Information on the Late Effects of Polio including self-management strategies and how to work with health professionals will be discussed at a free information session for polio survivors next month.
Polio Australia will conduct the session for polio survivors, along with their families and carers, at 10.30am on On Tuesday, February 4, at the Orange Senior Citizens' Centre in Kite Street.
Although polio is considered a thing of the past in Australia, there are still people, whether born here or overseas, who may now be experiencing new symptoms as they get older.
Many remember the trauma of months or even years of isolation in hospitals, immobilisation in complicated braces, and even the iron lung.
Some went on to make a full or partial recovery and polio was just a distant childhood memory.
Among them was Orange resident Michael Hutchinson of Orange who was 18 months old when he contracted the virus and has no memory of the initial illness but went to hospital in Sydney, for several months at time, to have corrective surgeries on his legs every few years throughout his childhood.
Mr Hutchinson made a good recovery and lived a normal life with work, marriage, and children until about 15 to 20 years ago when new symptoms started to emerge.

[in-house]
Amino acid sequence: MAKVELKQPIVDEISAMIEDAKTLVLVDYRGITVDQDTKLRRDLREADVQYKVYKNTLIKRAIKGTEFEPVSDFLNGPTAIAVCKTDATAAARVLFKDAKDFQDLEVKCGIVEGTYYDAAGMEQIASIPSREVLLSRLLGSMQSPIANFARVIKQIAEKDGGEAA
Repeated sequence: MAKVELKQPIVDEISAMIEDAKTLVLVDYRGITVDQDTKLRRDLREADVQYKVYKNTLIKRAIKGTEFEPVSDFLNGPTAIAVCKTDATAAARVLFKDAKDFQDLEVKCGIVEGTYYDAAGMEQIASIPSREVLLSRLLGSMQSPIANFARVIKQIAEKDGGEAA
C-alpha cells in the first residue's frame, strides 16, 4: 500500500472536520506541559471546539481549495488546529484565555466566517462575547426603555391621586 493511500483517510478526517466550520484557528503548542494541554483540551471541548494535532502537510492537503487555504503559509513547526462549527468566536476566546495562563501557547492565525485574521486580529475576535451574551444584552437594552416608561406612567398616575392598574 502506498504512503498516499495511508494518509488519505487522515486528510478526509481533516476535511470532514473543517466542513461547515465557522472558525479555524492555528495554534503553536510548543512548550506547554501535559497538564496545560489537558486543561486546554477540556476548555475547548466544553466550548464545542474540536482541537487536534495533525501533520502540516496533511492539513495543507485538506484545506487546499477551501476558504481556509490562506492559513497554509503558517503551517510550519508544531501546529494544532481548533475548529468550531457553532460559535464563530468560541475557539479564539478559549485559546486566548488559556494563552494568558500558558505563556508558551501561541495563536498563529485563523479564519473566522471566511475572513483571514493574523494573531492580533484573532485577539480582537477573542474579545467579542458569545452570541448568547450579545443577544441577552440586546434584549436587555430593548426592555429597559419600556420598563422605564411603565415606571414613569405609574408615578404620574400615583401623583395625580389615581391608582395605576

"Each year after that it depleted a little bit further," Mr Hutchinson said.
He said the new symptoms included an increase in leg weakness so he now relies on crutches to get around and finds it more difficult to do his usual daily activities.
The changes, which are are due to a collection of symptoms commonly known as the Late Effects of Polio can include new or increasing muscle weakness, reduced endurance and fatigue, difficulty with breathing and sleep, chronic pain and speech and swallowing problems.
Polio Australia's president and a polio survivor Gillian Thomas said with little knowledge of post-polio issues in the medical community, polio survivors often have to do their own learning and become self-advocates, addressing issues such as avoiding overuse of muscles and taking precautions with anaesthesia.
"For many ageing polio survivors, the re-emergence of symptoms, known as the Late Effects of Polio, can be quite debilitating," she said.
"Polio Australia's community information sessions provide historical context, as well as facilitating a discussion around how people can best manage their current condition."
Anyone who has been affected by polio, along with their families or carers can to attend the information session.
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